There’s a famous Sir Alex Ferguson quote: his United team never lost, they just ran out of time.
‘Time’ has been used repeatedly through Corona 2020 both to beat Ministers up, and to pluck them out of trouble.
Fresh with images of suffering patients in New York, and Italy, in their minds, few people disagreed with ‘lockdown’ – but many have voiced their vituperative upset at either how slowly we went in, or how slowly we have come out. Time, you see.
Few disagreed with the decision by the government pump millions of tax-pounds into businesses to try and protect jobs, or to implement major borrowing plans to pay for the island’s economic recovery; but their speed of execution has been likened to snatching defeat from the jaws of victory. Again, it's time.
Which brings us to today’s forecast ‘non-announcement’ of a move from 2m to 1m in terms of physical distancing, from tomorrow.
Given that the number of local cases has amounted to just a small handful for some time now, many in the hospitality industry see it as a slow train coming, with their livelihoods damaged beyond repair before it finally wheezes up to the platform - not so much a TGV, as 1970s British Rail.
Pictured: the States have backed measures pumping millions into the economy.
Essentially, what the island has done so far is to buy time.
The virus is still here, the UK is discovering just under 1,000 new cases every day. That is 1,000 people catching something we don’t yet (at least publicly) fully understand, which seems to vary in its effects from nothing to death. And, in the middle, it can be a couple of weeks of mild discomfort, or months of ongoing breathing problems and a total lack of energy.
Jersey has not really experienced it yet at all, in a way comparable with other places, which was the whole point of ‘lockdown’ - buy enough time for the island to prepare in terms of kit, infrastructure, knowledge and expertise.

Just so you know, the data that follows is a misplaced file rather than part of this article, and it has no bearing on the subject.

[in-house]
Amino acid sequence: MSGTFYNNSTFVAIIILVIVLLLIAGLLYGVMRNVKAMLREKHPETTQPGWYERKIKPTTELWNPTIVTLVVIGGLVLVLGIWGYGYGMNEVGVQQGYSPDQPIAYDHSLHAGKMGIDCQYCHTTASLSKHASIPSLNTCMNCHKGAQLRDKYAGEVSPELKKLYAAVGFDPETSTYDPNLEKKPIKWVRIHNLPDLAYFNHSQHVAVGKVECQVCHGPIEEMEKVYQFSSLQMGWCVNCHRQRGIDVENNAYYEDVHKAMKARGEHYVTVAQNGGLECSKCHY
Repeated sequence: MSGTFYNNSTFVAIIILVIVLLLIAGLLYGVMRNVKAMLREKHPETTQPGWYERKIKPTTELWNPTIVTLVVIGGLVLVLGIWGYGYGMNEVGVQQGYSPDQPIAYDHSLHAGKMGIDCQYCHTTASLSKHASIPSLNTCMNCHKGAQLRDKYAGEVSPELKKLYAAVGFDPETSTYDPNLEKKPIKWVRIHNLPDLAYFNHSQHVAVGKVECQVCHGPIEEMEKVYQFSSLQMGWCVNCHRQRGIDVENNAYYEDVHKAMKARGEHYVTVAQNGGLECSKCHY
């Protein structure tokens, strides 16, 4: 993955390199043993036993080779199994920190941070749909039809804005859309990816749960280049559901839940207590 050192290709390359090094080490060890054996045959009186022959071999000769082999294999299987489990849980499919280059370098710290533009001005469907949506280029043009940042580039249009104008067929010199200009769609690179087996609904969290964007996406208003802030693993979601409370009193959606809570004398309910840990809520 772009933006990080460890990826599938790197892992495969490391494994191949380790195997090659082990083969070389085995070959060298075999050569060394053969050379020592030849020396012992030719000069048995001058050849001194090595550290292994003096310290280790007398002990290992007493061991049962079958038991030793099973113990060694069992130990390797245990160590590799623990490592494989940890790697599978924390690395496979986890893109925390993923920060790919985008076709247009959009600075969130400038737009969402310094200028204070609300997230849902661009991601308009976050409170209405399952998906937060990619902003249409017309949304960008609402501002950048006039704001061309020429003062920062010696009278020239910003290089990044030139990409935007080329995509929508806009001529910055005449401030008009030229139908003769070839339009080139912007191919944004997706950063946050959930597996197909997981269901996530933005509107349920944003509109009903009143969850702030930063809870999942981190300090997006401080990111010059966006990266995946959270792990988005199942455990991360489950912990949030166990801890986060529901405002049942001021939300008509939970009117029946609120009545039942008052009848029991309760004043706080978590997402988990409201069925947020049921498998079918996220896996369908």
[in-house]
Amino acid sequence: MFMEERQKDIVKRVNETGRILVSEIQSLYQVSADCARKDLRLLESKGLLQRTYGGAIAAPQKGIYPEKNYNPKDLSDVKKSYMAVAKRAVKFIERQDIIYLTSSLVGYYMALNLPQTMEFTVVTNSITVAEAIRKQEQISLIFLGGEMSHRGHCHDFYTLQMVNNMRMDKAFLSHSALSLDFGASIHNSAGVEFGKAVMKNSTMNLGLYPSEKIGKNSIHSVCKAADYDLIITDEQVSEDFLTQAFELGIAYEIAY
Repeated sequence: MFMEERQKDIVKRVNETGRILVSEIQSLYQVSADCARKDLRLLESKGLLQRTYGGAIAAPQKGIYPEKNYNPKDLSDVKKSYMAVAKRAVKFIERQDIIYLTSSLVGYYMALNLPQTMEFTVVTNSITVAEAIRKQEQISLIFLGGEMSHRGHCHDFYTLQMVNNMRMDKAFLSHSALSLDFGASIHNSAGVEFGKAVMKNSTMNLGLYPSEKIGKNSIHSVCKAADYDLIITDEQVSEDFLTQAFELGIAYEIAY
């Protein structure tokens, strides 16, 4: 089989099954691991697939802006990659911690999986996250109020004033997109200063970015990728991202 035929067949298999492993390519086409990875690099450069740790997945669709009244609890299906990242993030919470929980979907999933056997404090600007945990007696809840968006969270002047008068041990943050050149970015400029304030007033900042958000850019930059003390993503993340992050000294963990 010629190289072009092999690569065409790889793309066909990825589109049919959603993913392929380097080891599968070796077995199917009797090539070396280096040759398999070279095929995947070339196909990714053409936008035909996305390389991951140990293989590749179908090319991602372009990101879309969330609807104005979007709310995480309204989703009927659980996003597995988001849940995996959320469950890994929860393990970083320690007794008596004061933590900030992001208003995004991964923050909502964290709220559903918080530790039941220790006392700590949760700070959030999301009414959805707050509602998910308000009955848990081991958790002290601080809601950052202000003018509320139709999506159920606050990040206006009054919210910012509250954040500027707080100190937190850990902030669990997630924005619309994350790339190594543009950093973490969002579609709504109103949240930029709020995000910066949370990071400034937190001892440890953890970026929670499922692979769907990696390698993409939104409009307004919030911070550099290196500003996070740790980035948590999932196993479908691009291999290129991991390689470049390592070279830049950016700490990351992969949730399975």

In the intervening period, we have found a drug which reduces deaths in the most serious, by a third. Good news, if that one-in-three case is your mum or dad.
In the face of a lung-busting bug, which swept across the whole world from China in just three months, we have bought ourselves, quite literally, room to breathe.
Pictured: Jersey's testing procedures can now turn results around quickly.
We have also bought ourselves time to prepare to re-open our borders. They have been our greatest protection - but, like a city under siege, what can protect can also imprison, and sooner or later the gates have to be opened.
Opening the borders is one of those decisions with a compelling case either way - too soon, and much of the good work is undone; too late, and the island will be a very different place for many years to come, with drastically reduced transport links, and an emaciated hospitality industry, which simply cannot survive on heavily discounted stay-cations and a few afternoon teas with the family.
We have had time to make arrangements for testing, tracing and quarantining. We have had time to plan the logistics of keeping people safe.
On that basis, we need to trust in the arrangements which are in place, and now the decision has been made to allow commercial travel again in a little over a week’s time, the government must be bold, resolute and inspire confidence.
That’s an ethereal quality, which, after the society-wide shock of the last few months, will take time to return.
How would you feel about travelling through Gatwick at the moment? What about flying in a cramped and pressurised cabin?
Even though people can travel, it doesn’t mean that they will, at least not in the numbers to make the routes viable.
Telling everyone to “stay at home”, and the community responding with numerous messages of “stay safe” on walls and windows, has all had an effect: fear has transitioned from being our greatest protector - keeping us at home - to becoming the main drag factor on our recovery – keeping us at home.
Simply telling people to “go out” is rather different.
Instead, confidence needs to be inspired through words and deeds. Now is the time for this government’s greatest test: how to treat the fear in its people.
We won’t recover, unless that is achieved.